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The chapel at Chatsworth has been a sacred space for over four hundred years, its walls and ceiling painted with scenes from the life of Christ. Although not used for worship in the 21st century the space retains a feeling of peace and quiet which encourages contemplation.

On display together in 2021 as part of Life Stories were two objects associated with King Henry VIII, a rosary and a modern copy of a preparatory drawing, or cartoon.

The Chatsworth rosary with the open paternoster bead.

The rosary consists of ten beads, also called a decade and a large bead or paternoster all suspended from a crucifix hanging from a ring. The beads are carved on the outside with three rows of eight roundels, religious scenes, the letters h e 8 and k a for Henry VIII and his wife Katherine (or Catherine) of Aragon, and the royal arms of England.

The paternoster bead carved with h e 8 and k a

The paternoster bead is hinged and opens to reveal a carving of the Mass of St Gregory and the Adoration of the Virgin and Child by Angels. The Mass of St Gregory recalls a miracle when he raised the host at mass, and a vision of Christ appeared; seeming proof that at the moment of consecration the bread of the host actually transformed into the body of Christ.

White transparent image of the rosary taken at the Natural History Museum


This rosary dates to between 1509, the year Henry married Katherine of Aragon and 1526 when Henry first began to explore possibilities of annulling their marriage.

The rosary is carved from boxwood which has a compact structure ideal for carving, the wood is firm and takes detailed carving but is not so hard it is too difficult to sculpt. Boxwood is also ideal for an object made to be handled as the wood becomes smoother and polished. It’s likely the rosary was made in a workshop in the Netherlands, one maker of these objects was called Adam Dircksz.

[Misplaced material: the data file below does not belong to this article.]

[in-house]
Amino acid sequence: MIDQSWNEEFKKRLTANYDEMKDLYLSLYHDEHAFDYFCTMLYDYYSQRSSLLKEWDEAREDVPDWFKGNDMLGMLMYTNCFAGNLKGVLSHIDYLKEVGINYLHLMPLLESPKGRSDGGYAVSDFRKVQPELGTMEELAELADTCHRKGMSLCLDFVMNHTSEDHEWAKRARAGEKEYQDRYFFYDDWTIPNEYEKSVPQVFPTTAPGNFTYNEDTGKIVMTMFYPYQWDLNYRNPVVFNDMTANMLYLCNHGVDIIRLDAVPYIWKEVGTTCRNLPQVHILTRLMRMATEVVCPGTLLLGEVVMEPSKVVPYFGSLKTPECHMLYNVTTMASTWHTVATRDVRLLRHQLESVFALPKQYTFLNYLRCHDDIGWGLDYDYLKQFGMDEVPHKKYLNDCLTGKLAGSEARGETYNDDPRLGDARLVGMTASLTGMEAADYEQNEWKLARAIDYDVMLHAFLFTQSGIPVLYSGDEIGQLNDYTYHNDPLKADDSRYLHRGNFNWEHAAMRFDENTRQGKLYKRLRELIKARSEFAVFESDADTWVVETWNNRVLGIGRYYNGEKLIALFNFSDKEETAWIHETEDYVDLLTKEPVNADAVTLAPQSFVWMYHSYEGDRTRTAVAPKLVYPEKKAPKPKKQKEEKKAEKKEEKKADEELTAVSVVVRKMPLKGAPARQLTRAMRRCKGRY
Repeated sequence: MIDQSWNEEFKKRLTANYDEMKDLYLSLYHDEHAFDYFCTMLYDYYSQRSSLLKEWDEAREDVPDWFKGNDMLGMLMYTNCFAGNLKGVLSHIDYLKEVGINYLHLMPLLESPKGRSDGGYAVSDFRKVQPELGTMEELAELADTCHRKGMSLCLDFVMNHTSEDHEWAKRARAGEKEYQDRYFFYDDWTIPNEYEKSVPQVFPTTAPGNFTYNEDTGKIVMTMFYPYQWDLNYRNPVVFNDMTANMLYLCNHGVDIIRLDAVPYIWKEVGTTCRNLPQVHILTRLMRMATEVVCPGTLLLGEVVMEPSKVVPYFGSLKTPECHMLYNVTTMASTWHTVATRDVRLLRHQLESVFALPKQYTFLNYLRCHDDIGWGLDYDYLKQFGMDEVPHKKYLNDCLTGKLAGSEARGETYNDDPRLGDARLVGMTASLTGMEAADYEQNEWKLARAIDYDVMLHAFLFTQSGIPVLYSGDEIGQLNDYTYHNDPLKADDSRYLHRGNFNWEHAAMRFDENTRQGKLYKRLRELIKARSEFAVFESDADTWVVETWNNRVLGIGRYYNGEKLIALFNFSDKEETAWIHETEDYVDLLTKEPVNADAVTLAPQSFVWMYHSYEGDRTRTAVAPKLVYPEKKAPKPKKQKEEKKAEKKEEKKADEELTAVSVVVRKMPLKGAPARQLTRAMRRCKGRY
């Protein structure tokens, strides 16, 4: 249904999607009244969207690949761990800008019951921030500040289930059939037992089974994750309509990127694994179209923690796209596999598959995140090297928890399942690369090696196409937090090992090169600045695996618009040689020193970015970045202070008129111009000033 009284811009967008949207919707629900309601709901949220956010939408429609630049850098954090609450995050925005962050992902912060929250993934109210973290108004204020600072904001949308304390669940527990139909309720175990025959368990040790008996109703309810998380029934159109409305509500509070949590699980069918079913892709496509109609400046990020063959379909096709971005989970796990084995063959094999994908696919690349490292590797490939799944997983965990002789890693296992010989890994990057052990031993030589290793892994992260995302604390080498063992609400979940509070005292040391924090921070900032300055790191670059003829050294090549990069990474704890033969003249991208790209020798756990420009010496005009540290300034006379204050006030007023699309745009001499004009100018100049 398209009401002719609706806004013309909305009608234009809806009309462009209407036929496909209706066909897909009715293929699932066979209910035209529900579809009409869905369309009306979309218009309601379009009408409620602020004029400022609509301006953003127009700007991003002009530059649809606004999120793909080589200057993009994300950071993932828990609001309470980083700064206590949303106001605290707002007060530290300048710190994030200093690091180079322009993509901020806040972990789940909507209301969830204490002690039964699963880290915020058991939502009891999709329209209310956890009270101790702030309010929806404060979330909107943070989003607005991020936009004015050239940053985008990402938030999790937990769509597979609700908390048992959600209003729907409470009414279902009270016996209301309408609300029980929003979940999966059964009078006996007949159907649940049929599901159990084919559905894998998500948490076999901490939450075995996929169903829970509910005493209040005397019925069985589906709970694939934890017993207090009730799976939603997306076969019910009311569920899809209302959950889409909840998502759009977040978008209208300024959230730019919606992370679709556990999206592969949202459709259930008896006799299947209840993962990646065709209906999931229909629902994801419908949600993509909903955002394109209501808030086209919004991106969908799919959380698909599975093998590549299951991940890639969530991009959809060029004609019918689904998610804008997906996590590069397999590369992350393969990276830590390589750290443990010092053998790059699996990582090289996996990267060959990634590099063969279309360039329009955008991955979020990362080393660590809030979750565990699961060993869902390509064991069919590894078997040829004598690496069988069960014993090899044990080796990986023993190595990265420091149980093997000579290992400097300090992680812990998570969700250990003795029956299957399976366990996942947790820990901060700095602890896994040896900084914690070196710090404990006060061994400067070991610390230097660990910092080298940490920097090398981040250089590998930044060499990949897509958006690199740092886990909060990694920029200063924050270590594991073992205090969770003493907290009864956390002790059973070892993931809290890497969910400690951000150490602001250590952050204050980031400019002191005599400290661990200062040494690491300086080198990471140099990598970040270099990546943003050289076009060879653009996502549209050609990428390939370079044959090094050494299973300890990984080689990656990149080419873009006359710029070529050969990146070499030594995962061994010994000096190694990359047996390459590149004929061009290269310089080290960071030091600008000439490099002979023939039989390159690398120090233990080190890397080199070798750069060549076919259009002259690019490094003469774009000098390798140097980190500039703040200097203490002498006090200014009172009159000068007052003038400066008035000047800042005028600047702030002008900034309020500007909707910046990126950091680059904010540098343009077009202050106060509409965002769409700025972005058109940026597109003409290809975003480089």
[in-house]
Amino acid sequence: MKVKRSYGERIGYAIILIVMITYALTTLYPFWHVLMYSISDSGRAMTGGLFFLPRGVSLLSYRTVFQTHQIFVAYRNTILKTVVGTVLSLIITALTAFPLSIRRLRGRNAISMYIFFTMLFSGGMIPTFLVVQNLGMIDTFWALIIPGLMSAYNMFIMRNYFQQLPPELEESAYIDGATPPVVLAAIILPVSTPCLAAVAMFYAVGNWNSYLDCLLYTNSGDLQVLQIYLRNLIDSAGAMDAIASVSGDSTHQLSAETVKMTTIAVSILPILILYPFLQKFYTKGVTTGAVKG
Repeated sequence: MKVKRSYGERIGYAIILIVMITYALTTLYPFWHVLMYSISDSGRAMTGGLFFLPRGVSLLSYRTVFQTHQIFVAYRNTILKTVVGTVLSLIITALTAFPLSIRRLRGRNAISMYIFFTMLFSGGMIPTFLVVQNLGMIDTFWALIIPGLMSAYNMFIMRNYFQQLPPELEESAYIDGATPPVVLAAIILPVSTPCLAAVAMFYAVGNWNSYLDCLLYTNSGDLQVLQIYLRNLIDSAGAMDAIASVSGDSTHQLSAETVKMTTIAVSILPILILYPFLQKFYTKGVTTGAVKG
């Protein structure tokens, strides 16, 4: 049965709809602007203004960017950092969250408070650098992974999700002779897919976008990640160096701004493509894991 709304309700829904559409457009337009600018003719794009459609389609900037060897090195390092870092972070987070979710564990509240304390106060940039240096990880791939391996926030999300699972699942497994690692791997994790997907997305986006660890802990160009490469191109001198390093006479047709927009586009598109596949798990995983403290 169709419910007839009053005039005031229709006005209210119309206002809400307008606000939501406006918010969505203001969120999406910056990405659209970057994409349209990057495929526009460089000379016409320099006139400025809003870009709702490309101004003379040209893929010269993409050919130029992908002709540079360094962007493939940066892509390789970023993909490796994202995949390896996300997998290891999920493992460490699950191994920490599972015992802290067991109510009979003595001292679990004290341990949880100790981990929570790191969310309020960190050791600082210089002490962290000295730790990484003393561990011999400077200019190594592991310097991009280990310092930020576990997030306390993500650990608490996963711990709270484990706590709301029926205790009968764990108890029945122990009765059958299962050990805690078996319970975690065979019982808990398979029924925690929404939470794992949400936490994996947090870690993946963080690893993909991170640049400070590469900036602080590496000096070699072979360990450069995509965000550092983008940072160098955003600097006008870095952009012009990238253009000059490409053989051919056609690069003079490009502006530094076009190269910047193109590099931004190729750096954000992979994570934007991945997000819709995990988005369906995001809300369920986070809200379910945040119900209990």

Whoever designed these pieces would have had an understanding of their materials, geometry, the stories and best ways to compose the scenes to convey meaning.

Coloured transparent image also taken at the Natural History Museum


Rosaries are personal objects used to concentrate prayer and they are most associated with Catholicism. They come in many forms, made of wood, metal, carved shell, glass or ceramic and are small enough to be carried in the hand or pocket.

The form of praying the Rosary has developed considerably over the centuries. After the reformation the line ‘Holy Mary, Mother of God, pray for us sinners’ was added to the Hail Mary prayer as a response to the damage done to the Catholic church by Henry VIII’s actions.

In seeking a divorce from his first wife Henry became the head of the church in his kingdom, separating it from the Pope and Rome. In doing so he seized wealth and land belonging to religious organisations and set the scene for religious turmoil for centuries to come.

The marriage was finally dissolved in 1533 and Henry outlawed the use of the rosary in 1534 although as the rosary is small and portable it was hard to definitively prevent those who wished to from using it.